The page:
Last night was just one of those nights.
It rained all day yesterday. ALL. DAY. I applied for jobs. I thought wishful thoughts about running. I drank 16 cups of tea.
Finally, I deemed it was time to stop "working" for the day, after having complained, over gchat, MSN Messenger and Facebook chat to at least 47 of my friends that I was going stir crazy. STIR CRAZY!
(I will apologize now for my excessive use of caps in this post. But it's my blog. And I'm in an ALL CAPS mood.)
So I watch an episode of "Deadliest Catch" on Netflix streaming. I finish my last library book and reserve some new ones online that I saw at the bookstore. I watch a second episode of "Deadliest Catch" -- or I start to. The Internet stops working and the rain begins to fall harder.
OK, no sweat. I'll watch a DVD. I have seen every DVD on the boat at least 6 times, and I've seen all of the movies in the last year.
So no DVD.
Well, there must be a book on this boat to read. I haven't pulled any new books down on my iPod for a while because I'd gotten a bunch of new books at the library. This was a MISTAKE. A biiiiiiig mistake.
There is nothing to read. So I read a couple chapters of the Bible. I read the last chapter of a mystery I've already read 300 times. I open my copy of "Navigation Rules," the scintillating publication put out by the Department of Homeland Security.
Finally I find a magazine to read in bed. An old copy of Outside one of my friends gave me when she was done with it.
I lay in my berth as the boat rocks back and forth, back and forth, backandforthbackandforth, and tries to dump me on the floor. I get up for water. I watch the water in my cup slosh back and forth. I feel slightly sick.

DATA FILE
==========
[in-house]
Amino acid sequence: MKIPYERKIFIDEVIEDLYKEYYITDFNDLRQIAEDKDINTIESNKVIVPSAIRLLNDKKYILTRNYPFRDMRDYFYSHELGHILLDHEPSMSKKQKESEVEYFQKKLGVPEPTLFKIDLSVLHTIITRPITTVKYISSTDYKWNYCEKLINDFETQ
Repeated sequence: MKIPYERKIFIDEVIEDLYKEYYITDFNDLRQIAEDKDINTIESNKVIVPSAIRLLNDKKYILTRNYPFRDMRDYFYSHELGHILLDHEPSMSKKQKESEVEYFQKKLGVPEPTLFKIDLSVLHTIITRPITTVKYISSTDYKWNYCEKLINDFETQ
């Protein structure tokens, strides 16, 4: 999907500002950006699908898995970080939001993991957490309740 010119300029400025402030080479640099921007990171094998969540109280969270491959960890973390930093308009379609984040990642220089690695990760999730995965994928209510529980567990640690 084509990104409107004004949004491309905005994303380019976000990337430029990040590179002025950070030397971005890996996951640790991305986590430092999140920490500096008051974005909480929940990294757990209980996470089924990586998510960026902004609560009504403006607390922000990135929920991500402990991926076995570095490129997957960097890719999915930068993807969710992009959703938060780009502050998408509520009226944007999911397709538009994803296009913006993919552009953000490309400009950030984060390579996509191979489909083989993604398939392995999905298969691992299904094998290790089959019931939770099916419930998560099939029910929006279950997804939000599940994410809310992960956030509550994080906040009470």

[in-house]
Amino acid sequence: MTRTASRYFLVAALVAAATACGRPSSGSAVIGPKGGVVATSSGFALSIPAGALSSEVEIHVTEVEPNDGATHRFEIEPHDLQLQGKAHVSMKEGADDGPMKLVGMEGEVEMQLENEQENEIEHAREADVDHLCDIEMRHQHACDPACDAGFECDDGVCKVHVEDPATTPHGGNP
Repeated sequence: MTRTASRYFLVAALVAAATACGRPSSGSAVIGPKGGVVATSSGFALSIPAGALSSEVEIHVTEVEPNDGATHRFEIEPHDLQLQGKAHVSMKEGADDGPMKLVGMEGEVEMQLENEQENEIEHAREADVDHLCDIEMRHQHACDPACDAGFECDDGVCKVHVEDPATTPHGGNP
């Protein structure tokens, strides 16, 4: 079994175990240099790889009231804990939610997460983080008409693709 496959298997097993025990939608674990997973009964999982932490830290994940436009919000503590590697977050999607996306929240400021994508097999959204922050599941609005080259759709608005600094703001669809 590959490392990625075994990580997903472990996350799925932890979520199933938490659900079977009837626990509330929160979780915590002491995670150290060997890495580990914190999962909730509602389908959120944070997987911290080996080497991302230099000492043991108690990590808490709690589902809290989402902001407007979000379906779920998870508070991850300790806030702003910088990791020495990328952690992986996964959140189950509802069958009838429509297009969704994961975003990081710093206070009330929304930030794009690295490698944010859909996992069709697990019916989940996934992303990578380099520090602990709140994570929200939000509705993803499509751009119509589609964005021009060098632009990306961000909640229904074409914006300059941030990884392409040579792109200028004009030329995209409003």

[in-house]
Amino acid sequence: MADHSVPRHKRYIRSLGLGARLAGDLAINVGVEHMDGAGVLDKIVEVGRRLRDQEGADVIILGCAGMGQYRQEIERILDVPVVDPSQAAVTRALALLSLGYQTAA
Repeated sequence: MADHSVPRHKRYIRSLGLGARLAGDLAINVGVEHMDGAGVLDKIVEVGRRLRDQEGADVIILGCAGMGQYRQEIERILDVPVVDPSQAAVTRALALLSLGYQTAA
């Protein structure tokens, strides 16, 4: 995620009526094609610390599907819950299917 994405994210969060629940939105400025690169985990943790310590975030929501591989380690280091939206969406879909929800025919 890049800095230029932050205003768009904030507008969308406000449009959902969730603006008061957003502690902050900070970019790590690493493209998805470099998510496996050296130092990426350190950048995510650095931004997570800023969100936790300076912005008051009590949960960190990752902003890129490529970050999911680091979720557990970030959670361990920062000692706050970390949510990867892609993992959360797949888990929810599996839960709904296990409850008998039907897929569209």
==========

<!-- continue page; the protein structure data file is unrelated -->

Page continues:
Around 2 a.m., I hear a huge thump. Anything hitting the side of the boat makes a huge bang inside. Even people knocking on the door is kind of scary-sounding.
I know that this knocking, which clearly is on the starboard side, is the boat hitting the dock.
I argue with myself for a while. Most boat owners would be blissfully unaware of their boat smacking the dock in the middle of the night, I think. Maybe it won't happen again, I think. Yes, it probably won't happen again. I'll fix it in the morning.
It happened again.
Grumpy as can be I pull on an old pair of Costco Fuggs (fake Ugg boots -- they're warm, OK?) and my Henri Lloyd pink rain jacket over my flannel pajamas. I venture out into the pouring rain to discover that the floating dock has risen in the high water. I can barely stand on the dock, the wind is blowing so hard, but I manage to move my fenders and double my lines.
I come back inside and manage to fall back asleep. After about an hour.
Of course I wake up at 9 a.m. when my alarm goes off and feel like someone has just hit me over the head with a frying pan. So I read the magazine I'd started the night before and answer my e-mail from the bed using my phone. Thank you, technology.
Around 9:30 a.m. my mother calls me. This means one of two things at this time of the day on a school day: Someone is sick/dying/in the hospital or something even worse has happened.
Thankfully, it was neither today.
"I'm on my way home from school," she says.
Immediately I get out of bed to check a different clock than my alarm clock. Yep. It's really 9:30 a.m.
"Why?" I ask.
"No power. There was a tornado in Parkville last night."
I open my laptop and start pulling news articles from The Baltimore Sun's website. Damned if there wasn't a severe storm last night in the county! The storm damage pictures on the site feature downed trees the size of cargo ships.
What a nice night to be on the water, right?
It's moments like these that I wonder why I do this...